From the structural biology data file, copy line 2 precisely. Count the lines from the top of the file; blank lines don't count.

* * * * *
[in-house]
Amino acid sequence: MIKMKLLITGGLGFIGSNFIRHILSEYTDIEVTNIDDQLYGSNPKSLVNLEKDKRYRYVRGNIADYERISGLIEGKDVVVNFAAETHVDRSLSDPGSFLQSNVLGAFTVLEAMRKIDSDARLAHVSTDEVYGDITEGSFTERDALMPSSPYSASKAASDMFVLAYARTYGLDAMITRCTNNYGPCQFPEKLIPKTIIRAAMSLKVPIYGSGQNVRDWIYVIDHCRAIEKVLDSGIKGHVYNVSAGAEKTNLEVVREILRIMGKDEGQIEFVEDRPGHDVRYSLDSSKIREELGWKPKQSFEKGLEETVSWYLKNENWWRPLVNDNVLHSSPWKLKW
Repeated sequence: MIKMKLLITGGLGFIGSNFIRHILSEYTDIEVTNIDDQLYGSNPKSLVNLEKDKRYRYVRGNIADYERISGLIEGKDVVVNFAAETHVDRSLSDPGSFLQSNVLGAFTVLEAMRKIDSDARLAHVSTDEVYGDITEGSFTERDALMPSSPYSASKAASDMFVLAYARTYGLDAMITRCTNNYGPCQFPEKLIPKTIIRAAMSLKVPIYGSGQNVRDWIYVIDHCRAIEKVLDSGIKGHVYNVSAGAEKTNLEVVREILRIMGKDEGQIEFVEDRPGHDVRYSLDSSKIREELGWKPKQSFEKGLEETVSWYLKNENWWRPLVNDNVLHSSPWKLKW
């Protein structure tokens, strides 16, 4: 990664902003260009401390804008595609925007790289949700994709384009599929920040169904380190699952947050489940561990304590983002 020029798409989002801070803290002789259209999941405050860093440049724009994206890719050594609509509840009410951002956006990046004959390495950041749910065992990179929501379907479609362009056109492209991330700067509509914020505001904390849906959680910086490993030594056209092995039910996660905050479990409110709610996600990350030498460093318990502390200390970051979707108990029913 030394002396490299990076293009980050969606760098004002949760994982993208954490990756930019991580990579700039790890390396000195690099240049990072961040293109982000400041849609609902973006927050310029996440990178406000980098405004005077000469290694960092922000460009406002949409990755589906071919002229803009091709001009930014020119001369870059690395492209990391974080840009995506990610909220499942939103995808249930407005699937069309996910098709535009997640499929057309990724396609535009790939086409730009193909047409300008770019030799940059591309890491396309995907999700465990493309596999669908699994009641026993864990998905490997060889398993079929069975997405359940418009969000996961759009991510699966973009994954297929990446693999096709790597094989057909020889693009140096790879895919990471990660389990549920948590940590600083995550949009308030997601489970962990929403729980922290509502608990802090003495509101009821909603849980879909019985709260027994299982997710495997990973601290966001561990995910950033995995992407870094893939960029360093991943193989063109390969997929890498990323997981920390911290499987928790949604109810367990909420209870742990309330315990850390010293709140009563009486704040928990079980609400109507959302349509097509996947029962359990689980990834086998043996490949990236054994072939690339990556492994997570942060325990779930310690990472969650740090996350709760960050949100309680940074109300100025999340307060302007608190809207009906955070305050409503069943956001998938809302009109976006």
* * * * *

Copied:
Amino acid sequence: MIKMKLLITGGLGFIGSNFIRHILSEYTDIEVTNIDDQLYGSNPKSLVNLEKDKRYRYVRGNIADYERISGLIEGKDVVVNFAAETHVDRSLSDPGSFLQSNVLGAFTVLEAMRKIDSDARLAHVSTDEVYGDITEGSFTERDALMPSSPYSASKAASDMFVLAYARTYGLDAMITRCTNNYGPCQFPEKLIPKTIIRAAMSLKVPIYGSGQNVRDWIYVIDHCRAIEKVLDSGIKGHVYNVSAGAEKTNLEVVREILRIMGKDEGQIEFVEDRPGHDVRYSLDSSKIREELGWKPKQSFEKGLEETVSWYLKNENWWRPLVNDNVLHSSPWKLKW